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Obama’s Immigration Plan Finds Support from Some Cambodians


Members of the New York Immigration Coalition watch President Barack Obama's televised speech about his executive order Thursday evening.

Members of the New York Immigration Coalition watch President Barack Obama's televised speech about his executive order Thursday evening.

President Barack Obama’s executive order on immigration has found favor among some Cambodians living in the US, who sympathize with the fear of deportation under current policies.

Cambodians living in various states in the US say they want to see laws that allow illegal immigrants to legally live in here.

In Suon, a 61-year-old social worker in Oakland, California, said the current situation for many Cambodians is “a mess,” where “illegal immigrants are hiding and working.” He said he supported a policy that would help make many of them legal.

Policies should not seek to deport many of them, but to “rescue them,” he said. Many are exploited, hired illegally, where they are not protected and don’t pay taxes, he said. He supports Obama’s initiative, for the good of families and economic improvement, he said.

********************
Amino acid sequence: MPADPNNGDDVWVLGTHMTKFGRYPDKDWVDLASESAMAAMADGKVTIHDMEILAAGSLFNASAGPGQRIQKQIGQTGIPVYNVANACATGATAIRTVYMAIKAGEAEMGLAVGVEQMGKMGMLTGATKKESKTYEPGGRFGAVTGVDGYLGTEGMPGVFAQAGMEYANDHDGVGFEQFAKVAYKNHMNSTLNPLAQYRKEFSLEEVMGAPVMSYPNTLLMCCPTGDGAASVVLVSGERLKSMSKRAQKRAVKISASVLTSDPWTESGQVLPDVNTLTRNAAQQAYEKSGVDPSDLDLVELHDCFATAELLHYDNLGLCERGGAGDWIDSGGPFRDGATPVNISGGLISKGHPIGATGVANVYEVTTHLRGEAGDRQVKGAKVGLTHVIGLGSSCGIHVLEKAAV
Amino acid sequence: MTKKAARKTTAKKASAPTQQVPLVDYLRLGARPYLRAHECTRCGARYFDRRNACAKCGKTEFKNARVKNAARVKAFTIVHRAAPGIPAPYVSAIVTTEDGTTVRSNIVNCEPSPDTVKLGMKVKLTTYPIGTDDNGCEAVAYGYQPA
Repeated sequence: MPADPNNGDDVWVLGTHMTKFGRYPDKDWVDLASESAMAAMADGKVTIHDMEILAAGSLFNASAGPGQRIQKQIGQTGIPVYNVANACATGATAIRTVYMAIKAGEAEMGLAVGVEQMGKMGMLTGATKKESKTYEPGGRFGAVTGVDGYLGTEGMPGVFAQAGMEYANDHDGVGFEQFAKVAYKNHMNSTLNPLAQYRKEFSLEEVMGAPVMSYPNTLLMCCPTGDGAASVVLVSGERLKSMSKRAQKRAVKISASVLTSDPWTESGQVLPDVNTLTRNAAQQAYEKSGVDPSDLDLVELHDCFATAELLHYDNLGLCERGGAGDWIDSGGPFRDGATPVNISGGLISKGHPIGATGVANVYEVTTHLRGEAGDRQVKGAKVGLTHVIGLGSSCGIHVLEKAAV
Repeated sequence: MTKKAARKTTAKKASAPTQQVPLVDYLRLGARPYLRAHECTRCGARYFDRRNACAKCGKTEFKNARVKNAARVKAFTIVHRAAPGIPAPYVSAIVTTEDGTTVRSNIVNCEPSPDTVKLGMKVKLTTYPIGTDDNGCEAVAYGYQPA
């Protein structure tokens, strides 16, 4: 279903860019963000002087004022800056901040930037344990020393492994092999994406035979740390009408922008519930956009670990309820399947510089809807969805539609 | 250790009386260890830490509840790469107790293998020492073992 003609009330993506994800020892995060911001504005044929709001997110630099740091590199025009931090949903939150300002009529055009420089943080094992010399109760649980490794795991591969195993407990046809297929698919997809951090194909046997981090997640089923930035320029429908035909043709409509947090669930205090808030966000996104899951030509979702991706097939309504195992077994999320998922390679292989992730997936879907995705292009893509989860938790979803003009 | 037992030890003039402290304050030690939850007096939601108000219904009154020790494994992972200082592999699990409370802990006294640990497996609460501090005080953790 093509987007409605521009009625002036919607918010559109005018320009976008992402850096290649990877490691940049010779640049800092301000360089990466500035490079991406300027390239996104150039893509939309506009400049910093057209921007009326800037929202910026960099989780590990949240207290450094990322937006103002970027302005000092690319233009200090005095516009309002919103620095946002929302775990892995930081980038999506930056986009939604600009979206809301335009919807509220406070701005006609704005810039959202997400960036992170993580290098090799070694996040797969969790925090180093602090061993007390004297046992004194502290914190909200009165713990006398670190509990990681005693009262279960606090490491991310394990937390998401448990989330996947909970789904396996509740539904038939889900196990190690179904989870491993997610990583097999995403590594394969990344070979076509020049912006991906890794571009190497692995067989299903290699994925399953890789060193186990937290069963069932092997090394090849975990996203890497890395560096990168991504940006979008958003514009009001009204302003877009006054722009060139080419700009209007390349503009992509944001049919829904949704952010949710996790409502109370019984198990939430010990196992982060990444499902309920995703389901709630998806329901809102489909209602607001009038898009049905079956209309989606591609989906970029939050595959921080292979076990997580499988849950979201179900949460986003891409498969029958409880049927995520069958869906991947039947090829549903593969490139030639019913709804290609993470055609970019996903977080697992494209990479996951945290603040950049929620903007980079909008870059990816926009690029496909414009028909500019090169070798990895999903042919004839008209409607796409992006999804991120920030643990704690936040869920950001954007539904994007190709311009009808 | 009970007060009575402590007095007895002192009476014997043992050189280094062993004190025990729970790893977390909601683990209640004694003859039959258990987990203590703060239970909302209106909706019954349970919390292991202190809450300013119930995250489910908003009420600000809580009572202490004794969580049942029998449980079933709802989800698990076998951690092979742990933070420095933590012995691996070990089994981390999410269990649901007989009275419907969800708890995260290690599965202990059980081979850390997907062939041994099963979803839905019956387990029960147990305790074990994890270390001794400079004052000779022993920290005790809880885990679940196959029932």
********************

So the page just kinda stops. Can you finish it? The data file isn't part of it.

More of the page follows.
Ho Teng, a 69-year-old retired carpenter in Philadelphia, said laws can be changed, and immigration should be reformed, especially by the Republican and Democratic parties working together.

That’s especially true for people who have moved to the US in search of democratic freedoms, he said. “It’s not fair” to deport people who have lived in the US for years, he said.

“When they live here, it means that they are working hard and this is their home,” he said. “And they keep running or hiding here and there and living here, even though it’s illegal.” Deportation becomes a “tremendous disappointment,” he said. “We can compare that to ourselves. If that happened to us, how disappointed would we be?”

Those who are here illegally and then deported face hardships in their countries of origin, said Yap Kim Tung, a rights activists in Virginia. A policy debate is needed, he said, while acknowledging the US, “they don’t kick and beat people. They allow them to have rights, to access lawyers and procedures and due process. So they are not acting cruelly, as we see in other countries.”

For Larry Seng, a worker at Boeing, in Seattle, the law needs reformed to help people work legally in the US and pay taxes. As a former refugee, he understands the search for freedom that can lead a person to America, he said. “They are seeking to live in a place that provides them with happiness for their families and a future for their children.”

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